Susan will be here in just two weeks, which means I have to get going and get the guest room into a habitable condition. I've been putting it off, cleaning the kitchen, the dining room, the breakfast nook, the family room instead. Doing anything to avoid the biggest task of all: bagging up Bate's clothes and taking them down to EAUS. I should have done this months ago -- in the midst of this slow economic recovery, there are people who could be getting the benefits of his shirts and jeans instead of leaving them scattered on the guest room bed.
You see, I started this task months ago, going through his closet, selecting a handful of shirts and the suit he wore when we married to keep, and then sorting the remaining shirts and ties and jackets into piles. And that is as far as I got. Every time I walked into the guest room, armed with plastic bags, I froze. Giving away Bate's clothes, even to a good cause, seemed like such a final step, that once his clothes weren't there, he wouldn't be there either.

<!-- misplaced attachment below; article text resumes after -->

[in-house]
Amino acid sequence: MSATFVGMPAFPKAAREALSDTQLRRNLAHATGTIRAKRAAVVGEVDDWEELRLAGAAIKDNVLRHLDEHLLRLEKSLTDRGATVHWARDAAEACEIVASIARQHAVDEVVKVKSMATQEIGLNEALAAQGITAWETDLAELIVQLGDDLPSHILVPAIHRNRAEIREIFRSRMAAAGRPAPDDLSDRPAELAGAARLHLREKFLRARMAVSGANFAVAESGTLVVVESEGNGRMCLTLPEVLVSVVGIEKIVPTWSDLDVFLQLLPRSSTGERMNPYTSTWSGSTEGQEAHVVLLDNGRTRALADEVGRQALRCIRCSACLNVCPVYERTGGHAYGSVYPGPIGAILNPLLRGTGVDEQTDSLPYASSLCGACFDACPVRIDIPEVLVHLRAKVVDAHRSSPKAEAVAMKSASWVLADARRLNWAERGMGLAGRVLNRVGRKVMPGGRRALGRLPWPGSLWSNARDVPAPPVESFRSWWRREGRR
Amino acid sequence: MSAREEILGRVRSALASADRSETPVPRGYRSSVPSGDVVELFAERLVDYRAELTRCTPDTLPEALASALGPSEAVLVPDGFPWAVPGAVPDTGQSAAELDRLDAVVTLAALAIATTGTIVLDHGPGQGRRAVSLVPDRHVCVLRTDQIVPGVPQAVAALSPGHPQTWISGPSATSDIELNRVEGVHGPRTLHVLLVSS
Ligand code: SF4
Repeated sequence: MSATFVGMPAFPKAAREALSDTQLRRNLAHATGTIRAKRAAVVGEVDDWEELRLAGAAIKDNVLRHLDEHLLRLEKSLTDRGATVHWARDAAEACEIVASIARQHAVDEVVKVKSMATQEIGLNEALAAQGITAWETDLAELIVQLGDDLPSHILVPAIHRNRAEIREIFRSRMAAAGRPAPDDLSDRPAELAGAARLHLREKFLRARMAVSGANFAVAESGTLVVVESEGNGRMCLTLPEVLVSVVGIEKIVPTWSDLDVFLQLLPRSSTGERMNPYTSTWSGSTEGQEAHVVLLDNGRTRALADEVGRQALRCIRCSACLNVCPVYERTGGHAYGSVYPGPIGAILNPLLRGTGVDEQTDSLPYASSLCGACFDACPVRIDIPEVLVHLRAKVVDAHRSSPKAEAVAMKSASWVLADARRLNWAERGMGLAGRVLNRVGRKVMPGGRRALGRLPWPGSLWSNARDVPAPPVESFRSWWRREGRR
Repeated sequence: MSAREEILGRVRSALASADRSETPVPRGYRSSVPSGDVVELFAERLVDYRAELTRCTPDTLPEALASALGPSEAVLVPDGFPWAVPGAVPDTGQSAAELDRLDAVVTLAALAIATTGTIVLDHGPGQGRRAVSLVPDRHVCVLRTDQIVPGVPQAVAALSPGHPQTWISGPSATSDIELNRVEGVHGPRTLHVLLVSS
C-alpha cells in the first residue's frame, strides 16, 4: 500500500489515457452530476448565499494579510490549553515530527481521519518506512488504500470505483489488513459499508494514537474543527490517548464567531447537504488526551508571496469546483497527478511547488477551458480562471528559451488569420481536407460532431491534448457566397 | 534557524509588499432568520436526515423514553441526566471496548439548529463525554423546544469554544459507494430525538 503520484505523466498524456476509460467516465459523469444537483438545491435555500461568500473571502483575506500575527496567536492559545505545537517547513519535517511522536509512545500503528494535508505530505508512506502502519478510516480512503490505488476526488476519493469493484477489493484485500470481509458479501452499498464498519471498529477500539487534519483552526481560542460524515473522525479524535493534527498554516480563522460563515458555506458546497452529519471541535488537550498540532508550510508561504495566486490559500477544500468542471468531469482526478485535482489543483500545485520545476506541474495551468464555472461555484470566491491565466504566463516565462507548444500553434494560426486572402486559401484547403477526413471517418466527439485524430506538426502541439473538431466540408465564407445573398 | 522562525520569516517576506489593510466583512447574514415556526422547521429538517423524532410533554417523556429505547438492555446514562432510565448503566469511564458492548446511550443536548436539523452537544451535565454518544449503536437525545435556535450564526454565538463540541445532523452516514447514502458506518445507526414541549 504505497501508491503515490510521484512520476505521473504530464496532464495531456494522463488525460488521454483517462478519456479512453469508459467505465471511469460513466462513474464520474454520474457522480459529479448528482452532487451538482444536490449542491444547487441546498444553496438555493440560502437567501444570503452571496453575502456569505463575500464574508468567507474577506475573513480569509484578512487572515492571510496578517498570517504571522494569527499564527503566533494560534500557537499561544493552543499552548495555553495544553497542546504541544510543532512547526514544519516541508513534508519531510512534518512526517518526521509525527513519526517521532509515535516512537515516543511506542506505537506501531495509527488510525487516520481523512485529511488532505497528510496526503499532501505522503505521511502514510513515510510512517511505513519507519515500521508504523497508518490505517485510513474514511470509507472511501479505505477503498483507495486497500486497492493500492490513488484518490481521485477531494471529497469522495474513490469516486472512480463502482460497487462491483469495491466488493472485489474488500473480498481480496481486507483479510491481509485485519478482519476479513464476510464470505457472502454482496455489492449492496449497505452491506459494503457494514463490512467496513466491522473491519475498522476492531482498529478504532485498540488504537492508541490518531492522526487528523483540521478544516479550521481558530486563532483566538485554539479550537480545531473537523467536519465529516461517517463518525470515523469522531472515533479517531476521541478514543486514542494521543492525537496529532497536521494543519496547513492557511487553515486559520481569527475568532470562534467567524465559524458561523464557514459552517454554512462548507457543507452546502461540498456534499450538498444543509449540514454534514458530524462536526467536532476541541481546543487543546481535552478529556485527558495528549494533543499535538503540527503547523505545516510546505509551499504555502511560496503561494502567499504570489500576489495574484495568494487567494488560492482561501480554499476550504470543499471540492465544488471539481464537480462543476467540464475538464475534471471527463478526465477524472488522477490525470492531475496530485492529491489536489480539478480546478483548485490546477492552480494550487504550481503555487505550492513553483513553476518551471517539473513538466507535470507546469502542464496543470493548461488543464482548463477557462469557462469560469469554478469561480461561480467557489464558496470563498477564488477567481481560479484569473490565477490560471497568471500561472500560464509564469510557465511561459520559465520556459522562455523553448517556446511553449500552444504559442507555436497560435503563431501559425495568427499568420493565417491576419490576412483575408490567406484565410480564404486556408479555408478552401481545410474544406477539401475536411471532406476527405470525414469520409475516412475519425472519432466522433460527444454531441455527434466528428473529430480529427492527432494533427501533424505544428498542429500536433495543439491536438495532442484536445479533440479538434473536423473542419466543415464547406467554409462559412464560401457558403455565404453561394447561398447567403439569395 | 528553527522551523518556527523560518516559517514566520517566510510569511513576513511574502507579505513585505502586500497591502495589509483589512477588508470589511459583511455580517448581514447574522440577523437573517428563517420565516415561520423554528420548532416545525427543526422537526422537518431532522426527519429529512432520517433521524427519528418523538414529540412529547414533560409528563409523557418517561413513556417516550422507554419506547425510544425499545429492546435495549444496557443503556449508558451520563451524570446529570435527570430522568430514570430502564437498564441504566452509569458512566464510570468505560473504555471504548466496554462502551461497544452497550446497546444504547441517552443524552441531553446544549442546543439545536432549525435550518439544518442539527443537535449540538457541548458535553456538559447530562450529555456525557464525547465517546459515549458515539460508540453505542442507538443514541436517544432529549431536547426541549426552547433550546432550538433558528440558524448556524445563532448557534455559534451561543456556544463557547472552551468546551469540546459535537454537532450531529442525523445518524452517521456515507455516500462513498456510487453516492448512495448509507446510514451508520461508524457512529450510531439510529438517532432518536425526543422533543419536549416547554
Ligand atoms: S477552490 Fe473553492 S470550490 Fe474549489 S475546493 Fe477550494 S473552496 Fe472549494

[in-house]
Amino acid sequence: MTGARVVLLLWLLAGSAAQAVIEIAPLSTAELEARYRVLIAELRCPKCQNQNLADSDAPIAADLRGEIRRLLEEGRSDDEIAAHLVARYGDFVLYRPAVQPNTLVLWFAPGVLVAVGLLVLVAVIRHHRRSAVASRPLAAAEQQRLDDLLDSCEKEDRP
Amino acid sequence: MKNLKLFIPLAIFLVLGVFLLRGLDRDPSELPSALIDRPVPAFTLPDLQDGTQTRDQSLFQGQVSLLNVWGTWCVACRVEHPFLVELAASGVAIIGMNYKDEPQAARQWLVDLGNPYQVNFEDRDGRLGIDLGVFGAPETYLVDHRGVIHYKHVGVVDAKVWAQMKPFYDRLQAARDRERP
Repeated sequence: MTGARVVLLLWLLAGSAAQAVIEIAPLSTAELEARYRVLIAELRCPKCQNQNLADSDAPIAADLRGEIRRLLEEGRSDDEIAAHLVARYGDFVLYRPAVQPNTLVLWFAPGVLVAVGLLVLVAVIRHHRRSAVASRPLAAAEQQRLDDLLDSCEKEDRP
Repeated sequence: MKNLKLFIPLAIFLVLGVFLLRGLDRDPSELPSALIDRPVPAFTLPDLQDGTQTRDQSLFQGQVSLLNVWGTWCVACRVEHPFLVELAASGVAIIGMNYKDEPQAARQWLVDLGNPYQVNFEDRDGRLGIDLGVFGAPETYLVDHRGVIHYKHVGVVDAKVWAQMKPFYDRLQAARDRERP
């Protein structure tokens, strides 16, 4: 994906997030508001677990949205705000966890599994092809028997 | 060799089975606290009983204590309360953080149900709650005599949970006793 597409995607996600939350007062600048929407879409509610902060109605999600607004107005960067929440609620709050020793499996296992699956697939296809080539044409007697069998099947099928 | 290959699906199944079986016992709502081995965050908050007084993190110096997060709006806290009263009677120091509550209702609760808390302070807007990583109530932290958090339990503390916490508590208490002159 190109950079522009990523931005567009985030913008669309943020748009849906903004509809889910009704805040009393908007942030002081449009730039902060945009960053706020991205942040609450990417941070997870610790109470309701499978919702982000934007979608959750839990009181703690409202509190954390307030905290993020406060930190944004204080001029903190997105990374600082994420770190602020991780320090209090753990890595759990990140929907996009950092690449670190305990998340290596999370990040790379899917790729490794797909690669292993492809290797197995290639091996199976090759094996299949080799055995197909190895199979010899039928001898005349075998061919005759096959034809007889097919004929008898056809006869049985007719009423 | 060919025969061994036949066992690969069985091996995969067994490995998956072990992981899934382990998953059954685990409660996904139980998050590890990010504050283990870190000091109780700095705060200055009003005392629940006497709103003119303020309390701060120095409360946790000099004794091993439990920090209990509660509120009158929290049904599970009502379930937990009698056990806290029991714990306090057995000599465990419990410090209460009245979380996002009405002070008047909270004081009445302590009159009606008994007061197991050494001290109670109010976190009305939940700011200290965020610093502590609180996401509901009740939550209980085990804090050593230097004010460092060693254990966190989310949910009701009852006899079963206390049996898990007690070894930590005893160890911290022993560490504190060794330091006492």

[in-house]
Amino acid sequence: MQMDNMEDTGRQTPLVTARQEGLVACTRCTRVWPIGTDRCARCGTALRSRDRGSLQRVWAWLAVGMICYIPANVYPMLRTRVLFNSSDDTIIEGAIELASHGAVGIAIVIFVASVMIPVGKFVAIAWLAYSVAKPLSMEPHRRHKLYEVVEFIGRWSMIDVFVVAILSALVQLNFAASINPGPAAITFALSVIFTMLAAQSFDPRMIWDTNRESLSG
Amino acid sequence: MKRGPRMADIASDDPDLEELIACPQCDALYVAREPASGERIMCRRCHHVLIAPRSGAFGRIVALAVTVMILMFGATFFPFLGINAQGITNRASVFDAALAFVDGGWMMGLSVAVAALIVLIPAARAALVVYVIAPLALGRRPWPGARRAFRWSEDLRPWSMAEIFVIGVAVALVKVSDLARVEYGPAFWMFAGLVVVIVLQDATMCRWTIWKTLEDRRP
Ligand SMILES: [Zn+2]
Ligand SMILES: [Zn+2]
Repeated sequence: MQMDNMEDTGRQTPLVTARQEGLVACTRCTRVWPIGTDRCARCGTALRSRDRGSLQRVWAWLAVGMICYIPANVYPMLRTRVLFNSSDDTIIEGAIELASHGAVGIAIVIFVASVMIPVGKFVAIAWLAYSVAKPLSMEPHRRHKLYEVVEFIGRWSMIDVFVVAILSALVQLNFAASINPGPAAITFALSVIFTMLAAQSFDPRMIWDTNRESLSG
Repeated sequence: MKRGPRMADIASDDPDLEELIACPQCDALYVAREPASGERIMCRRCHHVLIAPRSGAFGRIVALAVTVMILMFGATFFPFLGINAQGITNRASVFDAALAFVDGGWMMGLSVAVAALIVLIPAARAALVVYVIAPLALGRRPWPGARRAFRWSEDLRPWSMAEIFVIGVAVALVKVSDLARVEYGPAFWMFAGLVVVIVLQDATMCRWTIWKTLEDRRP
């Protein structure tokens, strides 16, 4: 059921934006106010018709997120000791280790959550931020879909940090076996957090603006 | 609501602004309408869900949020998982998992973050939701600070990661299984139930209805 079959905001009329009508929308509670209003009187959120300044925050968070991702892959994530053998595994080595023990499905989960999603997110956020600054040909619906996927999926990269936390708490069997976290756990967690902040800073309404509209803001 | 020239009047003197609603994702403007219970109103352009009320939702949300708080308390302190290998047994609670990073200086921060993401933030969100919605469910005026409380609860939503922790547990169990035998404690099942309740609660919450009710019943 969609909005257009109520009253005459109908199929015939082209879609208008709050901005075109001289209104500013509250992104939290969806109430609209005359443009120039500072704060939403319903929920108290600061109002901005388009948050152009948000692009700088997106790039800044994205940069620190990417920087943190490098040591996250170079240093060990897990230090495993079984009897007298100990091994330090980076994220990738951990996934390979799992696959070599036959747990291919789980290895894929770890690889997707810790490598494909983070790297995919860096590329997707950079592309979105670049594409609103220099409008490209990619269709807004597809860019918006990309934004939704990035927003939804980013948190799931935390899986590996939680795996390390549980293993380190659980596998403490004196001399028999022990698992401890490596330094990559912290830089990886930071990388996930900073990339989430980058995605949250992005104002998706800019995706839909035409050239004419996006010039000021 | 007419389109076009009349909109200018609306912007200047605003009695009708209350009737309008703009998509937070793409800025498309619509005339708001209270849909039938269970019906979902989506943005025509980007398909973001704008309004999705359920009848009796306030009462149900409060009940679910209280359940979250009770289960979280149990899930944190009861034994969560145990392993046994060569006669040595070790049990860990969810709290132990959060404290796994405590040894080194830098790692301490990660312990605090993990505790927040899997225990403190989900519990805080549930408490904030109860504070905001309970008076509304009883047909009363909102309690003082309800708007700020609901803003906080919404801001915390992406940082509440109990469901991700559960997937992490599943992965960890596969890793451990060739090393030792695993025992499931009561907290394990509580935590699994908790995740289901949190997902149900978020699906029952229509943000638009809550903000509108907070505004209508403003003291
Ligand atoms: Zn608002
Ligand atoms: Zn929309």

Which, of course, is stupid. Bate will always be in my heart, my memories, with me in the way he influenced my life. I will never be able to pick up a book by Henning Mankell and not think of Bate. I will never be able to eat Chinese food or listen to an Eva Cassidy or Van Morrison CD and not think of Bate. The truth is, I really don't notice the clothes on the bed, it's not the clothes themselves; it's the thought of no longer having them there, comforting in one way and a huge painful, burden in another. They are not just clothes, just something else I have to let go of, like Bate, like the dreams we shared that we will never realize, and all the little day-to-day things that no longer happen.
And that is the hard part -- letting go. I have resolved to bag up the clothes this afternoon and take them down to EAUS. It is time, time to move forward with my life, buoyed up with happy memories of Bate, and not burdened by the sight of clothes that will never be filled out with Bate's warmth and bulk. It is time to let these clothes to move on with their lives, too, to be filled with the warmth and bulk of a man that someone loves just as much as I will alway love Bate.